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  • Journal article
    Peers PV, Astle DE, Duncan J, Murphy FC, Hampshire A, Das T, Manly Tet al., 2018,

    Dissociable effects of attention vs working memory training on cognitive performance and everyday functioning following fronto-parietal strokes

    , Neuropsychological Rehabilitation, ISSN: 0960-2011

    © 2018, © 2018 The Author(s). Published by Informa UK Limited, trading as Taylor & Francis Group. Difficulties with attention are common following stroke, particularly in patients with frontal and parietal damage, and are associated with poor outcome. Home-based online cognitive training may have the potential to provide an efficient and effective way to improve attentional functions in such patients. Little work has been carried out to assess the efficacy of this approach in stroke patients, and the lack of studies with active control conditions and rigorous evaluations of cognitive functioning pre and post-training means understanding is limited as to whether and how such interventions may be effective. Here, in a feasibility pilot study, we compare the effects of 20 days of cognitive training using either novel Selective Attention Training (SAT) or commercial Working Memory Training (WMT) programme, versus a waitlist control on a range of attentional and working memory tasks. We demonstrate separable effects of each training condition, with SAT leading to improvements in spatial and non-spatial aspects of attention and WMT leading to improvements on closely related working memory tasks. In addition, both training groups reported improvements in everyday functioning, which were associated with improvements in attention, suggesting that improving attention may be of particular importance in maximising functional improvements in this patient group.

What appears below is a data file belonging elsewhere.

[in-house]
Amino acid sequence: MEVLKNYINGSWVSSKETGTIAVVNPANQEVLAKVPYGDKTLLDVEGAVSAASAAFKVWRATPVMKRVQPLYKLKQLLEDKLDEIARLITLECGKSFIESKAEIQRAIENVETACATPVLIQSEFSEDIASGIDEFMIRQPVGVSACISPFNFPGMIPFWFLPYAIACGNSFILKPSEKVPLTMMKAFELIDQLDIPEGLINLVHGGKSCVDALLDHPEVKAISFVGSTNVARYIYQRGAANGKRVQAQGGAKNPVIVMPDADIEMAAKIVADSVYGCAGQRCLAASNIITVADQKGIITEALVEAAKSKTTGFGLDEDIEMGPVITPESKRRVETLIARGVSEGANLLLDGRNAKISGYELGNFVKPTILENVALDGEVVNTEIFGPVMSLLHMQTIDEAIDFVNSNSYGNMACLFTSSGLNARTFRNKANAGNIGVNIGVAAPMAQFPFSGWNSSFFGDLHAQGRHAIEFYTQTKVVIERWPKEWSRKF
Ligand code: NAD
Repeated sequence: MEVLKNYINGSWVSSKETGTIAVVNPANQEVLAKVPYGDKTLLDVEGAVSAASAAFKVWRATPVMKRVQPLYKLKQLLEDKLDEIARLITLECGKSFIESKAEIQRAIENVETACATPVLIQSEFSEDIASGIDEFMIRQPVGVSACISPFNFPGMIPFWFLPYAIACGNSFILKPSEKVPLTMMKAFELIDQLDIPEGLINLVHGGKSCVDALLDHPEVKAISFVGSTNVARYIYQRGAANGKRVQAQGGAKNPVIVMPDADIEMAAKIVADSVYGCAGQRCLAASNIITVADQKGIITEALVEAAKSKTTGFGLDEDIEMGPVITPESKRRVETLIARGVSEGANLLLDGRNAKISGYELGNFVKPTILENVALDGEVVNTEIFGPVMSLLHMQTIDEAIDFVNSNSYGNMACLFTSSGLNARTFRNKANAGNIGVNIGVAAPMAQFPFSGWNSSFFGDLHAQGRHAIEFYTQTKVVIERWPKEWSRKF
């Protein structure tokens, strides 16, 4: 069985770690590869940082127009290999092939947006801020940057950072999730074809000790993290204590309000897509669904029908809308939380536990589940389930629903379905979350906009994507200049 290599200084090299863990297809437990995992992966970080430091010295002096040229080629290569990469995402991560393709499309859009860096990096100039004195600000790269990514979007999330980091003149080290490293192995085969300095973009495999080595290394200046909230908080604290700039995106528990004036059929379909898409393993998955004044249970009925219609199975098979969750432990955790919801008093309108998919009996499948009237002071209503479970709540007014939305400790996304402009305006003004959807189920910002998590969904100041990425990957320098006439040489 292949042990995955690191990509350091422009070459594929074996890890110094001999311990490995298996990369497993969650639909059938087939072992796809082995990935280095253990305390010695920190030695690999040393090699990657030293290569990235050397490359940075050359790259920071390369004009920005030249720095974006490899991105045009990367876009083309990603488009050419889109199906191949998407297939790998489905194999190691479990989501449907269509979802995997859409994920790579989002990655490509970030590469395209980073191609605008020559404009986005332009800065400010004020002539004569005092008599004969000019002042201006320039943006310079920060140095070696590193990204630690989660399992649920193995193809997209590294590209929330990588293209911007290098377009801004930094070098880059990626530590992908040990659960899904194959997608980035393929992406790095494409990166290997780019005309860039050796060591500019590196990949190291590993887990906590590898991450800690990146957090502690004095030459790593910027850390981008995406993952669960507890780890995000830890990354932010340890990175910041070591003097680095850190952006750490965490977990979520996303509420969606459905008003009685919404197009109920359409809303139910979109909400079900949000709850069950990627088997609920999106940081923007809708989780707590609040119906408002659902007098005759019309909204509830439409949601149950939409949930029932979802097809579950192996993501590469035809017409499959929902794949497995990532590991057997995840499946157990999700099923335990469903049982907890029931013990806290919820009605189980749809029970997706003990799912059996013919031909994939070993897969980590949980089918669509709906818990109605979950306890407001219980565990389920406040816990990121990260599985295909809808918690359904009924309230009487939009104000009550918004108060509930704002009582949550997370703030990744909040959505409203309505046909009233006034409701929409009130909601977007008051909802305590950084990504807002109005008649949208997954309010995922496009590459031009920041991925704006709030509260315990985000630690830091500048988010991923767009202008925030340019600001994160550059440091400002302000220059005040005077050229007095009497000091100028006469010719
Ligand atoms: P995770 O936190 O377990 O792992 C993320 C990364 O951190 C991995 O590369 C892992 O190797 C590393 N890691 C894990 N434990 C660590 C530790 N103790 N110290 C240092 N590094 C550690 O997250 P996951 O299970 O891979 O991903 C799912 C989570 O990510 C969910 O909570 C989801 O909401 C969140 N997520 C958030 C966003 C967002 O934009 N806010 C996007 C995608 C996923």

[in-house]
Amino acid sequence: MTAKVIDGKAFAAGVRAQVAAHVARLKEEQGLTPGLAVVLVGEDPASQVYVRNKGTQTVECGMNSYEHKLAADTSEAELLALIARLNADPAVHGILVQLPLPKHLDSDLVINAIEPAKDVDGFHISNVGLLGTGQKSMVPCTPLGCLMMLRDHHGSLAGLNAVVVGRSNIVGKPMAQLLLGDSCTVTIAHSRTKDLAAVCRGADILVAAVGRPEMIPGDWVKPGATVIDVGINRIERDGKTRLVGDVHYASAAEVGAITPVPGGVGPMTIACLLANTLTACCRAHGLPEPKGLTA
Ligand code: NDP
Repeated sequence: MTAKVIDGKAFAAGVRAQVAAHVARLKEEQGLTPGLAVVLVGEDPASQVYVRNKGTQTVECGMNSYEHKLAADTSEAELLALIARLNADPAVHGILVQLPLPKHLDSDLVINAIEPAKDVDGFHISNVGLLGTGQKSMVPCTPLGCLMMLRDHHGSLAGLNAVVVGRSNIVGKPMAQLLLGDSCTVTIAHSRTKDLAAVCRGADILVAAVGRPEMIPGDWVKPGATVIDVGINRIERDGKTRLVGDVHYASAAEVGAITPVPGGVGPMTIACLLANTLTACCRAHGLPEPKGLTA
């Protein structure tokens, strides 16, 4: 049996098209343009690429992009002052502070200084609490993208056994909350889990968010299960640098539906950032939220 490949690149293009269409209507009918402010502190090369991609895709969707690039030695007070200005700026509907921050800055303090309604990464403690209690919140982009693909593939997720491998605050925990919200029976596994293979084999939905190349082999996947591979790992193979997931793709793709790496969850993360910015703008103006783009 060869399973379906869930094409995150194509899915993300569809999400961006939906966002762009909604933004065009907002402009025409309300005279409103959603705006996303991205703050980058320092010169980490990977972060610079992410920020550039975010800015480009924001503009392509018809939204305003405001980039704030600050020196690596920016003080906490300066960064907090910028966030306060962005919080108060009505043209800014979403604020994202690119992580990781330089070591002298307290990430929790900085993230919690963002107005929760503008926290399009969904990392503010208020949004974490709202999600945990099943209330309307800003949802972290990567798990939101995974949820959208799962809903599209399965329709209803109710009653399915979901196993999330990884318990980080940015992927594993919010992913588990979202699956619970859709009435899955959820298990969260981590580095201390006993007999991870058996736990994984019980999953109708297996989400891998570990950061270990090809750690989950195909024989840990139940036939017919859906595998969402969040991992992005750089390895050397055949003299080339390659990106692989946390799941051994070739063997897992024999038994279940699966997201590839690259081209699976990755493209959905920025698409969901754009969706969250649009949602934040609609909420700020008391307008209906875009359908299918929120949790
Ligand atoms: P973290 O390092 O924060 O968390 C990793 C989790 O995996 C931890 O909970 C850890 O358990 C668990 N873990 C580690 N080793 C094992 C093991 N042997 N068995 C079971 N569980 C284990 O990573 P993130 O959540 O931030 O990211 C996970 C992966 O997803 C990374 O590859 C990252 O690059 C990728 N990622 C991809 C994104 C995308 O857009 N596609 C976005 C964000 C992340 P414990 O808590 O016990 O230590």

• Journal article
    Kariholu U, Montaldo P, Markati T, Lally PJ, Teiserskas J, Liow N, Oliveira V, Soe A, Shankaran S, Thayyil Set al., 2018,

    Therapeutic hypothermia for mild neonatal encephalopathy: A systematic review and meta-analysis

    , Archives of Disease in Childhood. Fetal and Neonatal Edition, ISSN: 1359-2998

    Objectives To examine if therapeutic hypothermia reduces the composite outcome of death, moderate or severe disability at 18 months or more after mild neonatal encephalopathy (NE).Data source MEDLINE, Cochrane database, Scopus and ISI Web of Knowledge databases, using ‘hypoxic ischaemic encephalopathy’, ‘newborn’ and ‘hypothermia’, and ‘clinical trials’ as medical subject headings and terms. Manual search of the reference lists of all eligible articles and major review articles and additional data from the corresponding authors of selected articles.Study selection Randomised and quasirandomised controlled trials comparing therapeutic hypothermia with usual care.Data extraction Safety and efficacy data extracted independently by two reviewers and analysed.Results We included the data on 117 babies with mild NE inadvertently recruited to five cooling trials (two whole-body cooling and three selective head cooling) of moderate and severe NE, in the meta-analysis. Adverse outcomes occurred in 11/56 (19.6%) of the cooled babies and 12/61 (19.7%) of the usual care babies (risk ratio 1.11 (95% CIs 0.55 to 2.25)).Conclusions Current evidence is insufficient to recommend routine therapeutic hypothermia for babies with mild encephalopathy and significant benefits or harm cannot be excluded.